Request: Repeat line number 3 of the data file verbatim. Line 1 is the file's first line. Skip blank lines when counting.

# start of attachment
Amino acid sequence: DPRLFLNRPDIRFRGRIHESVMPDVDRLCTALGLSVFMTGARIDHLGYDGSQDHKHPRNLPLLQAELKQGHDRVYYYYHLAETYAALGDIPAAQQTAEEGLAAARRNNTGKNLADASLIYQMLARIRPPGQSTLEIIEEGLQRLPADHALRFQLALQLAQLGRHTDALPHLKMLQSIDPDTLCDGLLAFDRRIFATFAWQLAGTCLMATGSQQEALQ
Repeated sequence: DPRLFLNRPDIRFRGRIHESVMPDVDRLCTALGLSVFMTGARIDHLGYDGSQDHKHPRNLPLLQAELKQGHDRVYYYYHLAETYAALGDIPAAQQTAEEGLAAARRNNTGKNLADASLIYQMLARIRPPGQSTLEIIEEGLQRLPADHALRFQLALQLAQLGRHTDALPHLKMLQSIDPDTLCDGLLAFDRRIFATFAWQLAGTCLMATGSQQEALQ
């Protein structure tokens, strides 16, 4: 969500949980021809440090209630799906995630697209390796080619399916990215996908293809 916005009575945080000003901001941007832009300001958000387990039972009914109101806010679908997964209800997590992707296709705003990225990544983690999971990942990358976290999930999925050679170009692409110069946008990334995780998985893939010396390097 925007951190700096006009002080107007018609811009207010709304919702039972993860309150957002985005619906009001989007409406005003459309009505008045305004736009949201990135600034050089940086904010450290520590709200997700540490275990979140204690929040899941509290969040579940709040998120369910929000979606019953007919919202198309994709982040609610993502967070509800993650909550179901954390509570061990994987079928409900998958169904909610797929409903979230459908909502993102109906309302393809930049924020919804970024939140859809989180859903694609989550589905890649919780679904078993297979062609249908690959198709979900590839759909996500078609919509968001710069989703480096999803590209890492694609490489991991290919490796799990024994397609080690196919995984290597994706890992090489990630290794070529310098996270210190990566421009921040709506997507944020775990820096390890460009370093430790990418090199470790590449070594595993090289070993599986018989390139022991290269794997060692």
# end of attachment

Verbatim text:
């Protein structure tokens, strides 16, 4: 969500949980021809440090209630799906995630697209390796080619399916990215996908293809 916005009575945080000003901001941007832009300001958000387990039972009914109101806010679908997964209800997590992707296709705003990225990544983690999971990942990358976290999930999925050679170009692409110069946008990334995780998985893939010396390097 925007951190700096006009002080107007018609811009207010709304919702039972993860309150957002985005619906009001989007409406005003459309009505008045305004736009949201990135600034050089940086904010450290520590709200997700540490275990979140204690929040899941509290969040579940709040998120369910929000979606019953007919919202198309994709982040609610993502967070509800993650909550179901954390509570061990994987079928409900998958169904909610797929409903979230459908909502993102109906309302393809930049924020919804970024939140859809989180859903694609989550589905890649919780679904078993297979062609249908690959198709979900590839759909996500078609919509968001710069989703480096999803590209890492694609490489991991290919490796799990024994397609080690196919995984290597994706890992090489990630290794070529310098996270210190990566421009921040709506997507944020775990820096390890460009370093430790990418090199470790590449070594595993090289070993599986018989390139022991290269794997060692």